...with an R34's engine. Basically stock, Coppermix Twin clutch, Tein coilovers/EDFC, Tomei cam gears, etc.

Parts going in are of course the Link G4+ plug-in, boost solenoid, Innovate LC-2 lambda controller, Bosch injectors and R35 ignition coils.

Parts coming out include a stock R33 ECU, stock coils, an HKS EVC 5, and this thing...

...which I'd been running in the glovebox. Did some ignition wiring. To install the R35 coils on an old style ignition system, you basically remove the PTU, match and splice the colored wires on both sides of the connector and connect the seventh (black) wire on the harness side to ground. I joined the wires with a connector that I found on Amazon which belongs to some kind of a Toyota.

The coils were then fitted up using a Supertech kit. There are lots of these types of kits made here in Japan but they generally start at around 50,000 yen.

I also fitted the injectors and lambda but you'll have to just take my word for it; didn't take any pictures. Injectors (EV14s) basically look stock and use the same harness connectors.

In fitting the ECU, the first thing that has to be done is to get the old one out of its housing which looks and sounds so straightforward but unfortunately it isn't, or maybe it just wasn't that way for me. There are 4 screws on both sides of the outer shell which come off easily, but then there are six soft 20-year-old Philips headed screws that secure the board to an aluminium sandwich plate, which as if that wasn't bad enough, have been soldered over. I ended up having to drill all of them out.

It took about an hour of messing with it, but eventually this happened

I also built a makeshift painting area in my garage and decided to refresh the interior panels.

Most of the interior back together...
Looking good I see you got the coils fitted :)

You can trim the cover and fit it back for oem look.
 

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Discussion Starter #16
Looking good I see you got the coils fitted :)

You can trim the cover and fit it back for oem look.
Thanks, actually that's exactly what I did, I just took the cover off to get a picture and try to check the timing. The kit fits great, by the way.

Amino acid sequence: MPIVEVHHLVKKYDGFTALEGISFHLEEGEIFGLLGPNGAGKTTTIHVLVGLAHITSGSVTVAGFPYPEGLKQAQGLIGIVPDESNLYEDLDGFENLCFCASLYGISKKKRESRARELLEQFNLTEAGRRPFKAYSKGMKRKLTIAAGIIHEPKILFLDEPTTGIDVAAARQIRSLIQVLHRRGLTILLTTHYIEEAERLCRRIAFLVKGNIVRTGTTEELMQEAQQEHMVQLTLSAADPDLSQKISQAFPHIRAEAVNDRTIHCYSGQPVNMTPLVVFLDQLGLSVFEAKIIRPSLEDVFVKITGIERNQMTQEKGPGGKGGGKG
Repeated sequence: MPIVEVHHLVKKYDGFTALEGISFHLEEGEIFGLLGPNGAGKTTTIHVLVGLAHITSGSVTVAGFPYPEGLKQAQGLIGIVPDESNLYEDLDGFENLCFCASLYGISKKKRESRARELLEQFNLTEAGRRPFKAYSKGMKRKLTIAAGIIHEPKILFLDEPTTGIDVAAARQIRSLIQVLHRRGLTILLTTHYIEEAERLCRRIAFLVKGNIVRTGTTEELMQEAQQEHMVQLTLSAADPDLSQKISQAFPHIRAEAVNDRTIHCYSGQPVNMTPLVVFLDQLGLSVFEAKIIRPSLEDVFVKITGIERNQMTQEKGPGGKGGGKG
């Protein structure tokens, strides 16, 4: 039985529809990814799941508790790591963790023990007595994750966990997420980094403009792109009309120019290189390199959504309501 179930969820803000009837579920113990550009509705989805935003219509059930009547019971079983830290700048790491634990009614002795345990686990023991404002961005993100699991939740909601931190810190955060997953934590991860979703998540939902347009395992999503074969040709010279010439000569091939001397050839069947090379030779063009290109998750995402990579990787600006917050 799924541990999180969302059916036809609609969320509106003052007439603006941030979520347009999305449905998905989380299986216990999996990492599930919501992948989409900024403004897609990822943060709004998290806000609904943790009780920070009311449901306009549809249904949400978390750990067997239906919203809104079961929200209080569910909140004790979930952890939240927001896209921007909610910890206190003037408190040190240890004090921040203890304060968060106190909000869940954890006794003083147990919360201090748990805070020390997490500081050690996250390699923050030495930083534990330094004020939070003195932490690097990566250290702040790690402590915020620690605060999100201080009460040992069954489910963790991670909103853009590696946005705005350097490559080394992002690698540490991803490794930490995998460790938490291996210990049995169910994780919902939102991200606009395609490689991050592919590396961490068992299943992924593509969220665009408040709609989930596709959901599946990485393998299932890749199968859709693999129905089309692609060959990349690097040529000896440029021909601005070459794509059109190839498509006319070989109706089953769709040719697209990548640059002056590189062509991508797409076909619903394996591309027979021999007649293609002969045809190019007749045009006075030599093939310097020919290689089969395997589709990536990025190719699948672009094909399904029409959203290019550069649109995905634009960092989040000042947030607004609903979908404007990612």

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NZEFi forgot my unlock code too. Said it was with the tracking email, but it wasn't.

I had to email them, but got a fairly swift response.

Car looks great.
 

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Discussion Starter #19
NZEFi forgot my unlock code too. Said it was with the tracking email, but it wasn't.

I had to email them, but got a fairly swift response.

Car looks great.
Exact same experience; I e-mailed them and they got back to me this morning with the lockout code. Must happen a lot. And thanks about the car!
 

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Discussion Starter #20
So, to update: I got the ECU unlocked, calibrated all of the sensors and started the car, it ran lumpilly for a minute or two and then cut out. I checked my fuel setup, wherein I had entered the data for injector flow rate, etc. that had come with the EV14s under a "modeled"-type fueling equation. I switched that back to "traditional", set base timing to 20 degrees and trigger offset to -83, and fixed a couple of issues involving the lambda controller getting disconnected which involved me chasing a blown fuse for a couple of hours, and then I started it again.

And it ran! So I adjusted the "master fuel" value down progressively until it would idle, ended up settling on a value of 4, and then I opened up the fuel table. I've never tuned anything before but the concept seems easy enough; raise or lower the numbers in the cells to make the engine run better. The interface is a lot like using Excel and you can perform simple mathematical operations on groups of cells by highlighting them and choosing "offset by value" or "offset by percentage". It's hard to explain and I obviously have no idea what I'm doing, but I got it to achieve a decent idle.

My timing is still slightly retarded (looks like just one degree) so I'll try moving the CAS and checking it again tomorrow. First impressions are, it's a little louder and the throttle response is much tighter than it was on the stock ECU.

To answer the question, how hard is it to install and set up the ECU by yourself armed with only the help file and some vaguely educated guesses, it isn't, but it is time consuming. I've been working on this basically nonstop since last Sunday, so it definitely isn't a weekend project unless you have some help. And no, you probably can't tune it yourself unless you have some education or experience, but you can probably get it to a point where it runs enough to be driven, hopefully to a shop with a dyno.